We noodled around as the sky darkened and finally, after the long train passed we were able to pass through. Tim noticed that the boat felt different. At the wheel he had to adjust his steering to the port, something was amiss with the starboard engine. At first we weren't sure if it was the heavy currents coming into the harbor but Tim went down to take a look in the engine room and found that our starboard shaft had fallen out of the transmission a few inches! We turned the engine off as the sky opened up and we limped under the last bridges and into Norfolk in the rain. We turned into the North basin in Portsmouth where the ferries dock and where we had stayed before. It is a public dock but overnights are not allowed now, which is unfortunate but we figured we had a pretty good excuse as to why we weren't somewhere else.
It was evening when we came in and we spent some time trying to figure out what had happened. The key that holds the shaft into the transmission had fallen out and there was a small pile of ground metal on the floor beneath it. It was too late and too dark to get in the water to check out the prop or to find a place and get hauled out. So we decided to make the most of our location and took off toward the Bier Garden which helped us wind down the day. Pirates of the Caribbean 2 was playing at the Commodore across the street and we figured we would make that another night since it looked like we might be staying in the area for awhile.
The shaft is the part of the boat that connects the engine transmission to the propeller. In our case, it is about a 20' long and 1.5" diameter stainless steel rod. It's wicked heavy and, as it turns out, a rather expensive hunk of metal. A shaft must be custom lathed to fit the propeller and transmission coupling in the boat. At each end, it is notched out to fit a "key," which is a small block of metal that sits in such a way to keep the shaft turning in sync with the parts it connects. In our case, the key fell out from where the shaft meets the transmission coupling, which allowed the coupling to turn and grind away at the end of the shaft. This explains the metal filings that appeared under the scene of the crime. Once the shaft was chewed up adequately, the shaft was spit out when the transmission was shifted into reverse, the propeller simply pulling the shaft free from the engine. Luckily, the paint on our shaft prevented it from skipping out more than a few inches. In some cases, a shaft can drop completely out of the boat, not only leaving the boat without a means of transport, but also a large hole that was once plugged with a shaft. There is much to rejoice that this was not our fate.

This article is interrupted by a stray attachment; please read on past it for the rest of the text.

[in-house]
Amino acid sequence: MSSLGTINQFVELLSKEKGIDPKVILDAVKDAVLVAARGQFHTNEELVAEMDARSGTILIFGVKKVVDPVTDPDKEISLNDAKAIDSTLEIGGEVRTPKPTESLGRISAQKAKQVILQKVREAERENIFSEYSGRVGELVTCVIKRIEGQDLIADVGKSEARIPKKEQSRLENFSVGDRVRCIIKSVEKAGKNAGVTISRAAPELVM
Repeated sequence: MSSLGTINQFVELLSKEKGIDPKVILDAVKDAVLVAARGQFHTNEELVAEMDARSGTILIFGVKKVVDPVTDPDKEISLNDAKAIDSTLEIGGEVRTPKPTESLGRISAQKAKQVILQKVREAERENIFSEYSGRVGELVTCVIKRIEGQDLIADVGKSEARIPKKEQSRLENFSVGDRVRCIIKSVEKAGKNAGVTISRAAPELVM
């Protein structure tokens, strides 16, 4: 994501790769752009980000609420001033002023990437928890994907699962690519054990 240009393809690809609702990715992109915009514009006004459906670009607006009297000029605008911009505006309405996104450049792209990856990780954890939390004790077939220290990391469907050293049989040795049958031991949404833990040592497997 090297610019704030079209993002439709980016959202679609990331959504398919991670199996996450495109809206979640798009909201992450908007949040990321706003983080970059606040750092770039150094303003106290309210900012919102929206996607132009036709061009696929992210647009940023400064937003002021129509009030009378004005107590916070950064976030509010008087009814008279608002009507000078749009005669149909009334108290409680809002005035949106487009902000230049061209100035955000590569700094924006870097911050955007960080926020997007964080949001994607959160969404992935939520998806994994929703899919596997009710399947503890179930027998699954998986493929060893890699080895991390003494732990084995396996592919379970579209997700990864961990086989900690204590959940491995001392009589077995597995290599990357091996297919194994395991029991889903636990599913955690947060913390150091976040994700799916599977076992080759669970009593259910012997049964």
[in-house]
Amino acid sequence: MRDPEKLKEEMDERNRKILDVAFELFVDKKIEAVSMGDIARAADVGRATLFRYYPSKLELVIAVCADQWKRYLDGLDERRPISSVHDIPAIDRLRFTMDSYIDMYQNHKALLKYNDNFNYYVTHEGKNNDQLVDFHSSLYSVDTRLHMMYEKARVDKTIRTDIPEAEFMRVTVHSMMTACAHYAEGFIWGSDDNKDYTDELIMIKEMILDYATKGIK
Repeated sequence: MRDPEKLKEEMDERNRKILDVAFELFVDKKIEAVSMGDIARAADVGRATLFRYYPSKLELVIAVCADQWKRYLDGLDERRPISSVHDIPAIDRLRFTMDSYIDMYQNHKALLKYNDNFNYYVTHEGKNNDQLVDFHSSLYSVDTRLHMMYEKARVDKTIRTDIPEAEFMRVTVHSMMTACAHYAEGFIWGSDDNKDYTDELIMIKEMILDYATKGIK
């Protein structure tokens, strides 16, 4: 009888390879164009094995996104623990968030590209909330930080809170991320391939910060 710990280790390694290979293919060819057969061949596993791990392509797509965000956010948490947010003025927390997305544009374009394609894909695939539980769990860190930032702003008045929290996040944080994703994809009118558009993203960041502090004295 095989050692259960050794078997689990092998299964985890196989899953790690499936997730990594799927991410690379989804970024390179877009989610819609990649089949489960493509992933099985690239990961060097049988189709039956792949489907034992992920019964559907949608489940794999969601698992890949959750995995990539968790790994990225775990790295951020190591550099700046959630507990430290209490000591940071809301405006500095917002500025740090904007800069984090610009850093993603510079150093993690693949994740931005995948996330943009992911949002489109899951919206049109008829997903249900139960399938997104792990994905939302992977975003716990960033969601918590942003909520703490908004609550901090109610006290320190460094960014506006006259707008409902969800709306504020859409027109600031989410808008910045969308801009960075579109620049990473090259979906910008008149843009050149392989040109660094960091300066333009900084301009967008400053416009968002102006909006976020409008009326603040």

Animal of the Day
Our national bird, the Bald Eagle, Haliaeetus leucocephalus, has an 80" wingspan and was declared the national emblem in 1782. It is hard to miss, especially when flying over our heads in the Dismal Swamp. It is always exciting to see one, more so in the east where they are more rare than in the northwest and Alaska. They feed mostly on fish. Until 1995, the bald eagle had been listed as endangered under the Endangered Species Act in 43 of the lower 48 states.
Needing a quick dose of satisfaction, we depended on our good fortune from our last visit here. The Bier Garden provided that with some Knackwurst, spaetzle, green beans a red cabbage coleslaw. We also had some delicious double-bock beer, though we can't remember the name!
|Table of Contents